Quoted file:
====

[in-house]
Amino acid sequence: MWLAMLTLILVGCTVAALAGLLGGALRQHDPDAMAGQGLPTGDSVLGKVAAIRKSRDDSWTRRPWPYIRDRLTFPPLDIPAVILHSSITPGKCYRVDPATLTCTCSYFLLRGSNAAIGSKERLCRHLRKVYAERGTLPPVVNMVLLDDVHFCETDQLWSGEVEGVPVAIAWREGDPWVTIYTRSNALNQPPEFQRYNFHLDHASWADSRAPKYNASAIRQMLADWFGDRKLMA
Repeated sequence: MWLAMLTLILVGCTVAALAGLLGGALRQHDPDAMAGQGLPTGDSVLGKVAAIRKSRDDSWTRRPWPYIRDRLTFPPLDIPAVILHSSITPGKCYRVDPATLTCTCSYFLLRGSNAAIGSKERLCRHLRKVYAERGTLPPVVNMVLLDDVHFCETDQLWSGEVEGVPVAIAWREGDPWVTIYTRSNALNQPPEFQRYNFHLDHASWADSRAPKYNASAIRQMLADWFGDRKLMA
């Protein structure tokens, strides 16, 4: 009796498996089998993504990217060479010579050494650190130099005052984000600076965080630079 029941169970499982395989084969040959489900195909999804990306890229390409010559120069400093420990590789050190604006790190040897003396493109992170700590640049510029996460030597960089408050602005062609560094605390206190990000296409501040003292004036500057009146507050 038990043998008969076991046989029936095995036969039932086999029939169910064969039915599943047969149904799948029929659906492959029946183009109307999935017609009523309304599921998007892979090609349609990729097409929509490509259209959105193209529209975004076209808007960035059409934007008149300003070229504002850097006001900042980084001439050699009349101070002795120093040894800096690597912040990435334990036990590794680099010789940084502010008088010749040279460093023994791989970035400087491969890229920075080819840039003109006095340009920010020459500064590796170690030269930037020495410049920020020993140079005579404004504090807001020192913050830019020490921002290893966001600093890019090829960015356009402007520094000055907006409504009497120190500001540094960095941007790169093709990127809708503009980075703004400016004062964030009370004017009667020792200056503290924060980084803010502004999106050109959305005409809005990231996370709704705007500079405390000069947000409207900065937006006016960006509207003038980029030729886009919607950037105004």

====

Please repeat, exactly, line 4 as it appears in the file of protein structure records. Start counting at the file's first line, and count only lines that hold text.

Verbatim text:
């Protein structure tokens, strides 16, 4: 009796498996089998993504990217060479010579050494650190130099005052984000600076965080630079 029941169970499982395989084969040959489900195909999804990306890229390409010559120069400093420990590789050190604006790190040897003396493109992170700590640049510029996460030597960089408050602005062609560094605390206190990000296409501040003292004036500057009146507050 038990043998008969076991046989029936095995036969039932086999029939169910064969039915599943047969149904799948029929659906492959029946183009109307999935017609009523309304599921998007892979090609349609990729097409929509490509259209959105193209529209975004076209808007960035059409934007008149300003070229504002850097006001900042980084001439050699009349101070002795120093040894800096690597912040990435334990036990590794680099010789940084502010008088010749040279460093023994791989970035400087491969890229920075080819840039003109006095340009920010020459500064590796170690030269930037020495410049920020020993140079005579404004504090807001020192913050830019020490921002290893966001600093890019090829960015356009402007520094000055907006409504009497120190500001540094960095941007790169093709990127809708503009980075703004400016004062964030009370004017009667020792200056503290924060980084803010502004999106050109959305005409809005990231996370709704705007500079405390000069947000409207900065937006006016960006509207003038980029030729886009919607950037105004």